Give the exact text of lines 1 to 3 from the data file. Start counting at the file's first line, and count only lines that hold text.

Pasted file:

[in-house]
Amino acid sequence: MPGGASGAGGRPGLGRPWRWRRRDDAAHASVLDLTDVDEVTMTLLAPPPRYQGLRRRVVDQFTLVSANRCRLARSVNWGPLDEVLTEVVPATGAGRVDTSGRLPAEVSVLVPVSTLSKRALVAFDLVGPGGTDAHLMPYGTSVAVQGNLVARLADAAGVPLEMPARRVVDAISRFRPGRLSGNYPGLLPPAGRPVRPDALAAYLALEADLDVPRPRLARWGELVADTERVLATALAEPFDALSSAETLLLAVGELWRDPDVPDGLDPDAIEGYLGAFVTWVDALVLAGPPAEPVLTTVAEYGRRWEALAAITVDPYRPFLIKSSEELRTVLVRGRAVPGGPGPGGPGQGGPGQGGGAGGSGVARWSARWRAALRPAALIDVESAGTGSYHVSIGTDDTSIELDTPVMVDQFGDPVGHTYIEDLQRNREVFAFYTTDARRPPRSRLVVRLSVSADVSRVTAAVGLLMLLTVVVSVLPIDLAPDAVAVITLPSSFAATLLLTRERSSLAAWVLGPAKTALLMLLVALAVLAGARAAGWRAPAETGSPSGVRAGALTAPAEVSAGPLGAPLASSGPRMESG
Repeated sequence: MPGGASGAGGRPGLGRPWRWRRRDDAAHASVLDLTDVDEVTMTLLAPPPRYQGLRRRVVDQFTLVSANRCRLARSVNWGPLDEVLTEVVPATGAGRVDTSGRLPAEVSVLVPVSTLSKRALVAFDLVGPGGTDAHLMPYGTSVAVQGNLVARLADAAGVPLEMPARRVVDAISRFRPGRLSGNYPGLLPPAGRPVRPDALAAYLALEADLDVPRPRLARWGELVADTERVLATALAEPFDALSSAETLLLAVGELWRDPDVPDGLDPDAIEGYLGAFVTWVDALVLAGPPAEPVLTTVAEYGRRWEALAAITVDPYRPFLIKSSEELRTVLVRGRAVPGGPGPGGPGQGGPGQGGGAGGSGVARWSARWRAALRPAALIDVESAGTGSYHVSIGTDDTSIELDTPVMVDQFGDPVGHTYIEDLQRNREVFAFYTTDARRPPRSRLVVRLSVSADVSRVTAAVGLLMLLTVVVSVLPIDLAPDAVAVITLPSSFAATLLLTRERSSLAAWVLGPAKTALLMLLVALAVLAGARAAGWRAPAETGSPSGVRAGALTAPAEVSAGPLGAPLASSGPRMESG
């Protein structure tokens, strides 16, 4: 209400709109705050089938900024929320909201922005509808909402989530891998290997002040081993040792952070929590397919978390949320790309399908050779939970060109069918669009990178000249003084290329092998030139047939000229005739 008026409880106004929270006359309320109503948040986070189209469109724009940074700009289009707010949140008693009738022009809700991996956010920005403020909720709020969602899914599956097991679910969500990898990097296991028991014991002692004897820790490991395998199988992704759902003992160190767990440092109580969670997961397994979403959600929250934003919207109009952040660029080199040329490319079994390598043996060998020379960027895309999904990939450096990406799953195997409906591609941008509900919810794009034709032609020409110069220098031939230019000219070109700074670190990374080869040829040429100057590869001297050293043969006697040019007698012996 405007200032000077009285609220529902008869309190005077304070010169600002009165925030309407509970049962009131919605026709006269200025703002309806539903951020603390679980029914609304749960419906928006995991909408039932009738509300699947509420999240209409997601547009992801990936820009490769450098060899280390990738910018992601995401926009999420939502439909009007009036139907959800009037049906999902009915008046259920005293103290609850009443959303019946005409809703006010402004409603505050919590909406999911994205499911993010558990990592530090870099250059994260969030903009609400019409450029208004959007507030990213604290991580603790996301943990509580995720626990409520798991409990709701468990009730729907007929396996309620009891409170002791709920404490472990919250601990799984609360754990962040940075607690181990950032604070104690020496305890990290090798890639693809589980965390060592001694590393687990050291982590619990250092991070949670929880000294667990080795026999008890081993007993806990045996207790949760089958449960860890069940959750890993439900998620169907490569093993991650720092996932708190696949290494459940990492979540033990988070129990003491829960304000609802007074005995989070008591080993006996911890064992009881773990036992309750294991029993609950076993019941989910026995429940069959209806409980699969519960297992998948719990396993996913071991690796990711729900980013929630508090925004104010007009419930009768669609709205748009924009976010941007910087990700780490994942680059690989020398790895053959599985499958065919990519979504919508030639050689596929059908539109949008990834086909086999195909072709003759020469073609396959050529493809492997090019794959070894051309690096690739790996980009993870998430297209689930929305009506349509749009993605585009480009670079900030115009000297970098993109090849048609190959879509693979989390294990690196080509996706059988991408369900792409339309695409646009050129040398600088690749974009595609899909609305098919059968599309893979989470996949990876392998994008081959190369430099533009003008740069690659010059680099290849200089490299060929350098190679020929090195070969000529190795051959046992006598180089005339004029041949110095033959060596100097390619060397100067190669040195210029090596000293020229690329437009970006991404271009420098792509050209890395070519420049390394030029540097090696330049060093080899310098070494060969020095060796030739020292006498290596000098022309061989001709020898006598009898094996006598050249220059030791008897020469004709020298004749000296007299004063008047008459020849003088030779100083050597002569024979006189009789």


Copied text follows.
[in-house]
Amino acid sequence: MPGGASGAGGRPGLGRPWRWRRRDDAAHASVLDLTDVDEVTMTLLAPPPRYQGLRRRVVDQFTLVSANRCRLARSVNWGPLDEVLTEVVPATGAGRVDTSGRLPAEVSVLVPVSTLSKRALVAFDLVGPGGTDAHLMPYGTSVAVQGNLVARLADAAGVPLEMPARRVVDAISRFRPGRLSGNYPGLLPPAGRPVRPDALAAYLALEADLDVPRPRLARWGELVADTERVLATALAEPFDALSSAETLLLAVGELWRDPDVPDGLDPDAIEGYLGAFVTWVDALVLAGPPAEPVLTTVAEYGRRWEALAAITVDPYRPFLIKSSEELRTVLVRGRAVPGGPGPGGPGQGGPGQGGGAGGSGVARWSARWRAALRPAALIDVESAGTGSYHVSIGTDDTSIELDTPVMVDQFGDPVGHTYIEDLQRNREVFAFYTTDARRPPRSRLVVRLSVSADVSRVTAAVGLLMLLTVVVSVLPIDLAPDAVAVITLPSSFAATLLLTRERSSLAAWVLGPAKTALLMLLVALAVLAGARAAGWRAPAETGSPSGVRAGALTAPAEVSAGPLGAPLASSGPRMESG
Repeated sequence: MPGGASGAGGRPGLGRPWRWRRRDDAAHASVLDLTDVDEVTMTLLAPPPRYQGLRRRVVDQFTLVSANRCRLARSVNWGPLDEVLTEVVPATGAGRVDTSGRLPAEVSVLVPVSTLSKRALVAFDLVGPGGTDAHLMPYGTSVAVQGNLVARLADAAGVPLEMPARRVVDAISRFRPGRLSGNYPGLLPPAGRPVRPDALAAYLALEADLDVPRPRLARWGELVADTERVLATALAEPFDALSSAETLLLAVGELWRDPDVPDGLDPDAIEGYLGAFVTWVDALVLAGPPAEPVLTTVAEYGRRWEALAAITVDPYRPFLIKSSEELRTVLVRGRAVPGGPGPGGPGQGGPGQGGGAGGSGVARWSARWRAALRPAALIDVESAGTGSYHVSIGTDDTSIELDTPVMVDQFGDPVGHTYIEDLQRNREVFAFYTTDARRPPRSRLVVRLSVSADVSRVTAAVGLLMLLTVVVSVLPIDLAPDAVAVITLPSSFAATLLLTRERSSLAAWVLGPAKTALLMLLVALAVLAGARAAGWRAPAETGSPSGVRAGALTAPAEVSAGPLGAPLASSGPRMESG